I think the organization has become much better about mental health, but more needs to be done. There’s a natural reluctance to come forward when you have these problems because it can appear as a sign of weakness. Intelligence officers, particularly case officers, tend to think you don’t show weakness or vulnerability, though I would argue that I was able to engage certain people by showing vulnerability and by being human. The Agency has always done better with alcohol abuse than anything. If you had an alcohol abuse problem and you came forward, there was no harm no foul. They would allow you to go to rehab, pay for the treatment, bring you back to work and it would not be held against you. And that really was true, I saw officers come back and their careers were not impacted in the least. There needs to be a more aggressive way to help people with mental health issues, and not just for the case officers. We have analysts and desk officers who deal with the stress of the job, some who have to look at videotapes of people being gunned down, blown up, or executed. It’s unbelievably traumatic. The Agency makes mental health professionals available and encourages managers to remind their people that there’s no harm in seeking help.

You worked under six presidents, four republicans, and two democrats. What was your experience with top political leadership impacting your day-to-day within the office and in the field?

The best time in my career was when I didn’t have to worry about all of that, and all I had to do was recruit spies. As you move up and deal with the policymakers, you see more of how things impact you directly. Now, I’m not just spying and writing intelligence, I’m seeing how my resources and priorities are shaping what I can do and how different viewpoints affect how I do it.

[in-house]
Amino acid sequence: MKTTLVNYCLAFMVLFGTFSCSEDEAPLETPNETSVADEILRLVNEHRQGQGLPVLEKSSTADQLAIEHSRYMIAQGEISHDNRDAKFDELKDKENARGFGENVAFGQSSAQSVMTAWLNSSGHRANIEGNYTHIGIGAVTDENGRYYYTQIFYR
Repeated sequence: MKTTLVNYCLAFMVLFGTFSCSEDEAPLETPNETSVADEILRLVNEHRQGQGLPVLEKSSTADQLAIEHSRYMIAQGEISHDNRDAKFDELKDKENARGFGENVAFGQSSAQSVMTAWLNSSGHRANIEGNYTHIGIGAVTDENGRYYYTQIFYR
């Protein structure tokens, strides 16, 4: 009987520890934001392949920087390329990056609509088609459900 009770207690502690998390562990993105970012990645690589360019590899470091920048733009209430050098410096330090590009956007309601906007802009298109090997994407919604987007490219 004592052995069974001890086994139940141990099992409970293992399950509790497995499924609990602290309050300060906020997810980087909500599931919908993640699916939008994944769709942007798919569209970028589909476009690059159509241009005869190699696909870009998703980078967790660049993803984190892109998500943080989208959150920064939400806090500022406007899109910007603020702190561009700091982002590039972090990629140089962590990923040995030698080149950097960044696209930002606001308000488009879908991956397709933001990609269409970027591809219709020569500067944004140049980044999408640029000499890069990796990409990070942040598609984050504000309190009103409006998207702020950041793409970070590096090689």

You talk about individual people like “Ian”, “Alex”, and “Vicki”. How much do you think it’s the individual human that is making those decisions which negatively impact the culture versus the reality of the organization as a whole?

I think people make a big difference because they wield tremendous power, which is why a lot of them don’t want to leave. It’s a systemic problem that allows these people to accumulate this kind of power which I know for a fact that Ambassador Burns is changing by imposing certain limits, constraints, and qualifications on leadership. At a minimum, it’s helping to spread leadership opportunities beyond that very small circle of people.

In your book, you say the CIA transitioned from being a “spy service” to being an “intelligence agency.” What’s the difference there? Especially because it is the Central Intelligence Agency

Any government agency is a bureaucracy of sorts, but the CIA prided itself in being different. It was an elite, agile spy service. It was focused on using that elitism to do what no other organization could do and to do it extremely well. I saw it transform into just another organ of policy, another tool. After 9/11, the Agency believed, rightfully, that it was facing an existential crisis. America wanted accountability for 9/11, somebody to blame, and who better to blame than the intelligence service who was supposed to see it coming. I think you can be elite without prejudicing yourself or being exclusive. Fighter pilots think they’re elite, and they are. They do a very particular mission that requires a particular personality. They can be any gender or any color but they’re elite by the nature of what they do. So are spies. I think if you’re telling an intelligence officer that they’re just a basic intel officer, interchangeable with anybody else, it doesn’t capture what is expected of that person in their day-to-day work.